However, previous research established that this isn’t always the case. Sometimes, acetylcholine initiates dopamine release directly in the striatum, seemingly skipping several steps of the signaling process.
“We were fascinated by this because it's a really strong mechanism, but how it actually works—how acetylcholine triggers the release of dopamine, this very important modulator that regulates commands in the striatum, was unknown,” Kaeser said.
To investigate this phenomenon in mice, Kaeser and his team used a microscope to analyze brain tissue in which the striatum had been separated from the other regions.
They saw sparks of dopamine in the tissue, even though the dendrites and cell bodies of dopamine neurons in the midbrain were cut off from their axons in the striatum.
“This was really striking because it happens without cell bodies, so the neurons don't have their command center, and it happens without stimulation; it just happens on its own,” Kaeser said. “This is spontaneous local triggering of dopamine release.”
The team then established that there are fewer dopamine signals than acetylcholine signals in the striatum, but each dopamine signal is more powerful and spreads over a larger area of the brain—indicating that there is a propagating signal when acetylcholine triggers local dopamine release.
In another set of experiments, the researchers explored the machinery involved. Previous studies revealed that axons on dopamine neurons have few sites for dopamine release, which are used when the cell body initiates an action potential.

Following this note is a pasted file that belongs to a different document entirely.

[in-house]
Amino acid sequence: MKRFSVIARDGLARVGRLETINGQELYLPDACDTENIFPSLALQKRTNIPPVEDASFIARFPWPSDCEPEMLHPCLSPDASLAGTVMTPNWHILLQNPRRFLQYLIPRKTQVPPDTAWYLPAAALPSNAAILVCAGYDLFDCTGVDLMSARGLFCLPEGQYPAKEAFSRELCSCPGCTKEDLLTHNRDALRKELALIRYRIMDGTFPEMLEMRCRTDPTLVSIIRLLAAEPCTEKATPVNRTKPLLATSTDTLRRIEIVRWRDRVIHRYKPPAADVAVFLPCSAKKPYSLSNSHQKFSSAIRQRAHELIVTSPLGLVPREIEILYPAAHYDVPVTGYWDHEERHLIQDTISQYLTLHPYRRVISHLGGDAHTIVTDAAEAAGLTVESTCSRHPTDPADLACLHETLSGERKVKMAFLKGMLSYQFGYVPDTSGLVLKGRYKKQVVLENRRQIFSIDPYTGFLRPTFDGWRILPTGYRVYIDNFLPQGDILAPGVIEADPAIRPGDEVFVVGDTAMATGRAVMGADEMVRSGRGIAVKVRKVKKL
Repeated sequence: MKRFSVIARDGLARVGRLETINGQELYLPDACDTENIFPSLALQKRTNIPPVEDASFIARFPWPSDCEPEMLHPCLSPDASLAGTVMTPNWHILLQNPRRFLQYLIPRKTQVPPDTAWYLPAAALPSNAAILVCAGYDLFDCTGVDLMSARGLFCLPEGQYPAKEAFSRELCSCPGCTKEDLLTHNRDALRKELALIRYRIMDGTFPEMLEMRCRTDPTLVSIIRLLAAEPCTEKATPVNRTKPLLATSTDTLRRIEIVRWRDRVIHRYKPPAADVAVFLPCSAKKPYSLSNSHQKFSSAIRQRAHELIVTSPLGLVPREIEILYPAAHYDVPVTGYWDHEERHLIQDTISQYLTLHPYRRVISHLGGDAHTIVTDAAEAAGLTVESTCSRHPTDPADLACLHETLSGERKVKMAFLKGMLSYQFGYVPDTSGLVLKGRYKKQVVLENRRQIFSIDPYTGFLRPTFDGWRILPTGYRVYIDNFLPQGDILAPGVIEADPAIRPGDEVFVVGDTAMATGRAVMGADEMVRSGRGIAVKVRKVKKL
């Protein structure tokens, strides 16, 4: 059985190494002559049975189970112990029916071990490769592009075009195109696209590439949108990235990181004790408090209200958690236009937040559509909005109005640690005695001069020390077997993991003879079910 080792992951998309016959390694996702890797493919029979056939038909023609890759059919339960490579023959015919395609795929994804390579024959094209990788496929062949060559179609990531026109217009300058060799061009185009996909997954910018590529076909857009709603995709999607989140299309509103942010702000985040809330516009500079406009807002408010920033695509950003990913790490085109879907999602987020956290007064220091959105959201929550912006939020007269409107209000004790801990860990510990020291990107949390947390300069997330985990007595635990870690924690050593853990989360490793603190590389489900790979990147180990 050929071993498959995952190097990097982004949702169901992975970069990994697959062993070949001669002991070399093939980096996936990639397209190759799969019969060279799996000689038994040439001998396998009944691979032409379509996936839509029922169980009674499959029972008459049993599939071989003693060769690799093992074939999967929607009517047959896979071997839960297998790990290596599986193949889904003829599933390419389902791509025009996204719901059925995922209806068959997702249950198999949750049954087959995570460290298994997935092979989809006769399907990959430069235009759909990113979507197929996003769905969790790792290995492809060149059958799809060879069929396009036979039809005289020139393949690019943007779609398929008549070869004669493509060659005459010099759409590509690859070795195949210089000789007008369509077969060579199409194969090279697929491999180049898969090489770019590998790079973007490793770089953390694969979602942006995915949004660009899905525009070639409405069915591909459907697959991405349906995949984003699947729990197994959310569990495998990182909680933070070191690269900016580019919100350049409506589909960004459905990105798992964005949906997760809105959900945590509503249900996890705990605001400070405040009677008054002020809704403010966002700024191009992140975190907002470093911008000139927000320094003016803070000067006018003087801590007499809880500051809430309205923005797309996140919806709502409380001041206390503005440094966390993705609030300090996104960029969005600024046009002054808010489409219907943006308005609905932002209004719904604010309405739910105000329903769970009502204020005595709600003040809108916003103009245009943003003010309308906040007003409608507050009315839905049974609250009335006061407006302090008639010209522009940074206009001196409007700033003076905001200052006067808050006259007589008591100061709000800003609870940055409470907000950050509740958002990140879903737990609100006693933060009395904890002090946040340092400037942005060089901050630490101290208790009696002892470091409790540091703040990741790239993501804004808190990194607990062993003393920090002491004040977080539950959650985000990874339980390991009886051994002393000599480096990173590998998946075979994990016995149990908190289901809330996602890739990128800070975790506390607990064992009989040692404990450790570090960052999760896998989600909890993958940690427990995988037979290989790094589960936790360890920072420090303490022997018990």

Kaeser and his team showed that those same sites are responsible for local dopamine release prompted by acetylcholine.
Next, the researchers conducted experiments where they either activated acetylcholine neurons or puffed a drug that acts like acetylcholine directly onto the dopamine axons. When they did this, the acetylcholine induced action potentials in dopamine neurons that propagated the signal and prompted dopamine release.
Acetylcholine initiated these action potentials by binding to acetylcholine receptors on the axons of dopamine neurons.
“This is really the heart of the mechanism: It tells you that providing acetylcholine is sufficient to trigger an action potential out of the axon, so you don’t need the dendrites of the neuron,” Kaeser said.
In a final set of experiments, the team investigated dopamine and acetylcholine signals in the brain as mice moved around in the environment.
The researchers found that both signals correlated with the direction in which the mouse’s head moved, and the onset of acetylcholine signals occurred just before that of the dopamine signals.
When the researchers interfered with acetylcholine receptors on dopamine neurons to disrupt signaling, dopamine levels in the mouse striatum dropped.
“This provides evidence that this mechanism plays in vivo as well, although more research is needed to understand how it affects striatal function and mouse behavior,” Kaeser said.
The big picture